Our BIG question of the day from our science team: “Mrs. Molishus, is it true that if we keep looking at the circus peanuts, we’ll throw up?”
Thanks for the story, Sylvia. My background is also in electronic R&D (navigation and tracking, among other things). I am often frustrated at the confusion of science with engineering. Yes, I realize there is a huge overlap (I worked in the engineering division of an oceanographic institute). But the messiness you describe is not only how real science is done. It is, as you illustrate, how real engineering is done. And most of what people mean when they say science is actually engineering (see especially the top placing “science” fair projects). I suspect that the invisibility of engineering in the popular imagination is partly to blame for people’s inability to imagine the role this messiness plays in the “real world.” Any thoughts or suggestions about how to address this? The American Society for Engineering Education recently proposed creating “building stuff” class and substituting it for math class and science class as soon as students have mastered arithmetic! Obviously this is slightly tongue in cheek, but maybe not much.
Maryann – I’m honored to be your honorary science advisor! I’d be happy to do more! PS – there is a connection between circus peanuts and Lucky Charms cereal that I just read about today 🙂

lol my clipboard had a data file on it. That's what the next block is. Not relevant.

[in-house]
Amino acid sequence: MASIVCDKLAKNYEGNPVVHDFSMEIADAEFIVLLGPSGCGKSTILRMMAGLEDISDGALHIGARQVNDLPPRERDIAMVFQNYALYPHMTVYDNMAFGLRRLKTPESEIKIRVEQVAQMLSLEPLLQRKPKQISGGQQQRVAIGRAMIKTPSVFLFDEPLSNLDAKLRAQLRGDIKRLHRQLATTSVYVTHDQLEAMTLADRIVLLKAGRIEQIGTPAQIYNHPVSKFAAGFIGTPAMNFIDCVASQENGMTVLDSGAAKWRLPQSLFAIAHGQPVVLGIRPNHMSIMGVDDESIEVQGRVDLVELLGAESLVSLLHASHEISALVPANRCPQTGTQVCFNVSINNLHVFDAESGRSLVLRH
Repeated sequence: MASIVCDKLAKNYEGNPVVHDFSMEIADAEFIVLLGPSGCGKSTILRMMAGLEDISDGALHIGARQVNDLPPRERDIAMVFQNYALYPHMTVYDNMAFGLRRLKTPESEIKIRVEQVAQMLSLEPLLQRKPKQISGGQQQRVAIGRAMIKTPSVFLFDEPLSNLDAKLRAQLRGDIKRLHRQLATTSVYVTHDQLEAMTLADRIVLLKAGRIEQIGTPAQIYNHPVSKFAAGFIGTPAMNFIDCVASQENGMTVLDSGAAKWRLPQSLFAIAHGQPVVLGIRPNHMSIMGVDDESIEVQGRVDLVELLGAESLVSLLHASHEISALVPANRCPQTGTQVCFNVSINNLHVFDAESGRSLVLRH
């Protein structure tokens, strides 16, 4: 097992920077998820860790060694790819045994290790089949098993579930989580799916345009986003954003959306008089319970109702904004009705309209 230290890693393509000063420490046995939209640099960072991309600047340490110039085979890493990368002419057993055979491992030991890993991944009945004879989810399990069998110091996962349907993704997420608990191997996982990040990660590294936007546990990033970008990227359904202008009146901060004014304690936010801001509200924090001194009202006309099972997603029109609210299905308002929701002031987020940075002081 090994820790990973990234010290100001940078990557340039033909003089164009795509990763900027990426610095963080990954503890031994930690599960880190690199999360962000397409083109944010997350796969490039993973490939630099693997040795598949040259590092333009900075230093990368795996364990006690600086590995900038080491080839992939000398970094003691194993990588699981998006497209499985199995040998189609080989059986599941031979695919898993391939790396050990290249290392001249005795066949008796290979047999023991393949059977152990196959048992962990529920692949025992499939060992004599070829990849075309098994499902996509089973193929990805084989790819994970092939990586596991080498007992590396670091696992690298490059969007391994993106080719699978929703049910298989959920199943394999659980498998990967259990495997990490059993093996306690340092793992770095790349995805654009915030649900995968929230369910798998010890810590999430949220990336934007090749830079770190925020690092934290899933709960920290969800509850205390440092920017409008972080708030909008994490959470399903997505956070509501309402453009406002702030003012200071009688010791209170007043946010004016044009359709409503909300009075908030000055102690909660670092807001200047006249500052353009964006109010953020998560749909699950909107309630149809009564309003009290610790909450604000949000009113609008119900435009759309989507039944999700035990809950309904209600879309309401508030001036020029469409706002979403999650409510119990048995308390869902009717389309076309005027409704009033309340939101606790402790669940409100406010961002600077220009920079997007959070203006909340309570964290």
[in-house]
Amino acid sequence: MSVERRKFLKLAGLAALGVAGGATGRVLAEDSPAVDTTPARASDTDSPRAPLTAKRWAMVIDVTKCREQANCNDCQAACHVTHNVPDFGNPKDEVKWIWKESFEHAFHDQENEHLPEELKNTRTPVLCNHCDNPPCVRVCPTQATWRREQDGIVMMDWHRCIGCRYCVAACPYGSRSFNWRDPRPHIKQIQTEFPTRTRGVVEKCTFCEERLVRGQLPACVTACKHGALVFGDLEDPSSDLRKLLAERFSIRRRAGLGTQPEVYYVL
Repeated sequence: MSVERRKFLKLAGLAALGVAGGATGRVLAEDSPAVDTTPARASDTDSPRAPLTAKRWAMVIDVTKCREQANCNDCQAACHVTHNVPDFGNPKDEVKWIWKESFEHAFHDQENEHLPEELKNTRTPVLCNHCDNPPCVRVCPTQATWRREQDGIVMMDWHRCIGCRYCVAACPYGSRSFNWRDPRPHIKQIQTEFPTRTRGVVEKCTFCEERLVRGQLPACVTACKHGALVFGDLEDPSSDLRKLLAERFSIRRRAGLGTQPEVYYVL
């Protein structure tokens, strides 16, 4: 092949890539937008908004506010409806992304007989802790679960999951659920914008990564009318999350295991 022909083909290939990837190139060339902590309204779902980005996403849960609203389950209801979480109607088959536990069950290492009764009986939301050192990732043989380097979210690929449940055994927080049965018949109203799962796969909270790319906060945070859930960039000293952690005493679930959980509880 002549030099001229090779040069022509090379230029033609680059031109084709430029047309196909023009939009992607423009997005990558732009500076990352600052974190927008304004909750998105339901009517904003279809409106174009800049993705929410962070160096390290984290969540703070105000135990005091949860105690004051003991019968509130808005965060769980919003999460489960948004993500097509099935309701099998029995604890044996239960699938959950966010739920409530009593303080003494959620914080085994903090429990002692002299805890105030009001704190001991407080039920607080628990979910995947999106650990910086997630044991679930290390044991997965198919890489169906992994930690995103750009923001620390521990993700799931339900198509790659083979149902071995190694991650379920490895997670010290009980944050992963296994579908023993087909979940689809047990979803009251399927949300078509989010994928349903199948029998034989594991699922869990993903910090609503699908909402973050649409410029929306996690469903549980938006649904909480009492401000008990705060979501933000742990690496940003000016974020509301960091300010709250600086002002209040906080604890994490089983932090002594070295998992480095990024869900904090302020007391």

Mylene – I did a bit of blurring the lines of science vs. engineering myself in this post. I don’t know why we hide engineering from kids, it seems to me it’s the best way to learn about the world. Roger Schank says that K-12 science and math curriculum’s sole purpose is to weed out kids so that university professors in those fields only get the ones who will understand their lectures. Sort of a dark view, but I do know we lose the opportunity to make science (and math) relevant to students by divorcing it from the real world. Then we turn around and proclaim that we are preparing students for the real world. Crazy.
“There were flashes of insight, fighting and battle lines drawn, crazy midnight revelations, and occasional 6 hour lunches at the local pool hall/bar.”
I would say that these are good models for K-12 education, sans the obvious. Would you agree that the compartmentalization of learning destroys not only the opportunity for these types of learning, but limits the very notion of it in students and teachers minds?
The more I
workplay with students through creative learning technologies like Turtle Art, Scratch and Picocrickets, the more it becomes apparent what schooling is doing to them. Today while working with 4th grade students I observed their uneasiness about what to do or where to start when presented with a challenge and an open opportunity to tinker through it. Though I’m fortunate to have the opportunities to use these technologies in some classrooms, I can’t help but be disappointed knowing that these opportunities are so few and far between. I’ve started handing out CDs with the software to these students so they can have something to tinker with at home. I find myself thinking that I shouldn’t be doing anything in school that they couldn’t do at home too.